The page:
12:10 There was a famine in the land, so Abram went down to Egypt 1 to stay for a while 2 because the famine was severe. 3 12:11 As he approached 4 Egypt, he said to his wife Sarai, “Look, 5 I know that you are a beautiful woman. 6 12:12 When the Egyptians see you they will say, ‘This is his wife.’ Then they will kill me but will keep you alive. 7 12:13 So tell them 8 you are my sister 9 so that it may go well 10 for me because of you and my life will be spared 11 on account of you.”
12:14 When Abram entered Egypt, the Egyptians saw that the woman was very beautiful. 12:15 When Pharaoh’s officials saw her, they praised her to Pharaoh. So Abram’s wife 12 was taken 13 into the household of Pharaoh, 14 12:16 and he did treat Abram well 15 on account of her. Abram received 16 sheep and cattle, male donkeys, male servants, female servants, female donkeys, and camels.
12:17 But the Lord struck Pharaoh and his household with severe diseases 17 because of Sarai, Abram’s wife. 12:18 So Pharaoh summoned Abram and said, “What is this 18 you have done to me? Why didn’t you tell me that she was your wife? 12:19 Why did you say, ‘She is my sister,’ so that I took her 19 to be my wife? 20 Here is your wife! 21 Take her and go!” 22 12:20 Pharaoh gave his men orders about Abram, 23 and so they expelled him, along with his wife and all his possessions.
1 sn Abram went down to Egypt. The Abrahamic narrative foreshadows some of the events in the life of the nation of Israel. This sojourn in Egypt is typological of Israel’s bondage there. In both stories there is a famine that forces the family to Egypt, death is a danger to the males while the females are preserved alive, great plagues bring about their departure, there is a summons to stand before Pharaoh, and there is a return to the land of Canaan with great wealth.
2 tn The Hebrew verb גּוּר (gur), traditionally rendered “to sojourn,” means “to stay for a while.” The “stranger” (traditionally “sojourner”) is one who is a temporary resident, a visitor, one who is passing through. Abram had no intention of settling down in Egypt or owning property. He was only there to wait out the famine.
3 tn Heb “heavy in the land.” The words “in the land,” which also occur at the beginning of the verse in the Hebrew text, have not been repeated here in the translation for stylistic reasons.
4 tn Heb “drew near to enter.”
5 tn The particle הִנֵּה (hinneh, “look”) is deictic here; it draws attention to the following fact.
6 tn Heb “a woman beautiful of appearance are you.”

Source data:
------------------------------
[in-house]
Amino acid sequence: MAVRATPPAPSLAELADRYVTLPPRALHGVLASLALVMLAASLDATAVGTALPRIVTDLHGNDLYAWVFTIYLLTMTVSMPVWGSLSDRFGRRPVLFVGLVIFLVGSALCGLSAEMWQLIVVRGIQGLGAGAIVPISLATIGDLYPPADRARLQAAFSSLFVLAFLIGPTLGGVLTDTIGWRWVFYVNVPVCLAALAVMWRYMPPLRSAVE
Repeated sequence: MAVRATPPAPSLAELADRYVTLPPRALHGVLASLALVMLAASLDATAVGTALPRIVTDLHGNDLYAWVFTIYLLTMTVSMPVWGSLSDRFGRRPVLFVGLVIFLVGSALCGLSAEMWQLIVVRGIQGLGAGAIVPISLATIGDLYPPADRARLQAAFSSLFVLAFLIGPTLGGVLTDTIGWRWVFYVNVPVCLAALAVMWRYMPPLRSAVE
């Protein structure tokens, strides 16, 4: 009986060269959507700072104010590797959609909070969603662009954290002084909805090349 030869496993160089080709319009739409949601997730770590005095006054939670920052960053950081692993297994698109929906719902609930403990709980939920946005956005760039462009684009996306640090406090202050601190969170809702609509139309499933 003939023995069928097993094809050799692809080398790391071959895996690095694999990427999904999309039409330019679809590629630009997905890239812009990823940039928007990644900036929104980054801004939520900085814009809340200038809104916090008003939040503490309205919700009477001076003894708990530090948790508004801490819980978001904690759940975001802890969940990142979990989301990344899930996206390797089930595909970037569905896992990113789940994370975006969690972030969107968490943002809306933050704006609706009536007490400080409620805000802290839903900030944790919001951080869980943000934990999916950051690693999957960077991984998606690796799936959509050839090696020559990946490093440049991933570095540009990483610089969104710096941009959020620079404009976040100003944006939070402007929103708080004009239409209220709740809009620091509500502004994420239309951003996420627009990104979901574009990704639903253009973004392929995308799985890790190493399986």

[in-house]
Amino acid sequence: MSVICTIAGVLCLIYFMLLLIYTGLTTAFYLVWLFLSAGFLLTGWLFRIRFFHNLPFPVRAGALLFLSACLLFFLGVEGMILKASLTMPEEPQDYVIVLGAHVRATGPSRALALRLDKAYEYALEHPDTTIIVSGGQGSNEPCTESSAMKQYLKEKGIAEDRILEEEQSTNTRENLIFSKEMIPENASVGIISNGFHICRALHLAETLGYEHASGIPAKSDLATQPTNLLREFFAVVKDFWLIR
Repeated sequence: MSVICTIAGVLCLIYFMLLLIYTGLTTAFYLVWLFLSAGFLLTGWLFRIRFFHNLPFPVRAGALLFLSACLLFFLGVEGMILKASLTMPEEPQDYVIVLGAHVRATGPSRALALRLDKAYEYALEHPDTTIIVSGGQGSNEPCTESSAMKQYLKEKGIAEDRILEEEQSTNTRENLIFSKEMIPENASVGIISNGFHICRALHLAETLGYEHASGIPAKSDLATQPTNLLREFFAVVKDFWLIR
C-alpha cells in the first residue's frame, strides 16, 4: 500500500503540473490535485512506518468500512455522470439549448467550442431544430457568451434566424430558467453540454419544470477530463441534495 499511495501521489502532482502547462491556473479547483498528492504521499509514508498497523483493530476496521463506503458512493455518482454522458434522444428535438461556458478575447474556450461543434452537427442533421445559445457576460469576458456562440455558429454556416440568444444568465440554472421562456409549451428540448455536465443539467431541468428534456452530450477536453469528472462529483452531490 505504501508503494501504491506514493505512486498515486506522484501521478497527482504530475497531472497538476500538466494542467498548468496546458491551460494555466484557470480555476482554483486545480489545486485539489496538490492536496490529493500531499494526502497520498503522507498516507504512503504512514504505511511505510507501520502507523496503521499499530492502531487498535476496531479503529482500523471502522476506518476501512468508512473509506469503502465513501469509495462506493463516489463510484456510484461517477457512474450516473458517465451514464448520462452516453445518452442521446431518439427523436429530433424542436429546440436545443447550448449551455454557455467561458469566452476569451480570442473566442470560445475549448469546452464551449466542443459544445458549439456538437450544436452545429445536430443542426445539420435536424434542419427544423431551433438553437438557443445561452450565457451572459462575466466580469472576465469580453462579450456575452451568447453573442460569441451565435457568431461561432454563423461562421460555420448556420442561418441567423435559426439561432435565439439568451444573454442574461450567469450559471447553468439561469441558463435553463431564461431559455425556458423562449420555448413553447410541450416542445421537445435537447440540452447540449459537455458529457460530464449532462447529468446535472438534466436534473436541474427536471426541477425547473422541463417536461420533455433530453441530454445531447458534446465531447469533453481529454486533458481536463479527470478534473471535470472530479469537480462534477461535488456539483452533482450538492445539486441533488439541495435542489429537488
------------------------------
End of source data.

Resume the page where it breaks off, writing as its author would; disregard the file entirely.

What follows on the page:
7 tn The Piel of the verb חָיָה (khayah, “to live”) means “to keep alive, to preserve alive,” and in some places “to make alive.” See D. Marcus, “The Verb ‘to Live’ in Ugaritic,” JSS 17 (1972): 76-82.
8 tn Heb “say.”
9 sn Tell them you are my sister. Abram’s motives may not be as selfish as they appear. He is aware of the danger to the family. His method of dealing with it is deception with a half truth, for Sarai really was his sister – but the Egyptians would not know that. Abram presumably thought that there would be negotiations for a marriage by anyone interested (as Laban does later for his sister Rebekah), giving him time to react. But the plan backfires because Pharaoh does not take the time to negotiate. There is a good deal of literature on the wife-sister issue. See (among others) E. A. Speiser, “The Wife-Sister Motif in the Patriarchal Narratives,” Oriental and Biblical Studies, 62-81; C. J. Mullo-Weir, “The Alleged Hurrian Wife-Sister Motif in Genesis,” GOT 22 (1967-1970): 14-25.
10 tn The Hebrew verb translated “go well” can encompass a whole range of favorable treatment, but the following clause indicates it means here that Abram’s life will be spared.
11 tn Heb “and my life will live.”
12 tn Heb “and the woman.” The word also means “wife”; the Hebrew article can express the possessive pronoun (R. J. Williams, Hebrew Syntax, 19, §86). Here the proper name (Abram) has been used in the translation instead of a possessive pronoun (“his”) for clarity.
13 tn The Hebrew term וַתֻּקַּח (vattuqqakh, “was taken”) is a rare verbal form, an old Qal passive preterite from the verb “to take.” It is pointed as a Hophal would be by the Masoretes, but does not have a Hophal meaning.
14 tn The Hebrew text simply has “house of Pharaoh.” The word “house” refers to the household in general, more specifically to the royal harem.
15 sn He did treat Abram well. The construction of the parenthetical disjunctive clause, beginning with the conjunction on the prepositional phrase, draws attention to the irony of the story. Abram wanted Sarai to lie “so that it would go well” with him. Though he lost Sarai to Pharaoh, it did go well for him – he received a lavish bride price. See also G. W. Coats, “Despoiling the Egyptians,” VT 18 (1968): 450-57.
16 tn Heb “and there was to him.”
17 tn The cognate accusative adds emphasis to the verbal sentence: “he plagued with great plagues,” meaning the
18 tn The demonstrative pronoun translated “this” adds emphasis: “What in the world have you done to me?” (R. J. Williams, Hebrew Syntax, 24, §118).
19 tn The preterite with vav (ו) consecutive here expresses consequence.
20 tn Heb “to me for a wife.”
21 tn Heb “Look, your wife!”
22 tn Heb “take and go.”
23 tn Heb “him”; the referent (Abram) has been specified in the translation for clarity.
sn Negev is the name for the southern desert region in the land of Canaan.
25 tn Heb “And Abram went up from Egypt, he and his wife and all which was his, and Lot with him, to the Negev.”
26 tn Heb “heavy.”
27 tn This parenthetical clause, introduced by the vav (ו) disjunctive (translated “now”), provides information necessary to the point of the story.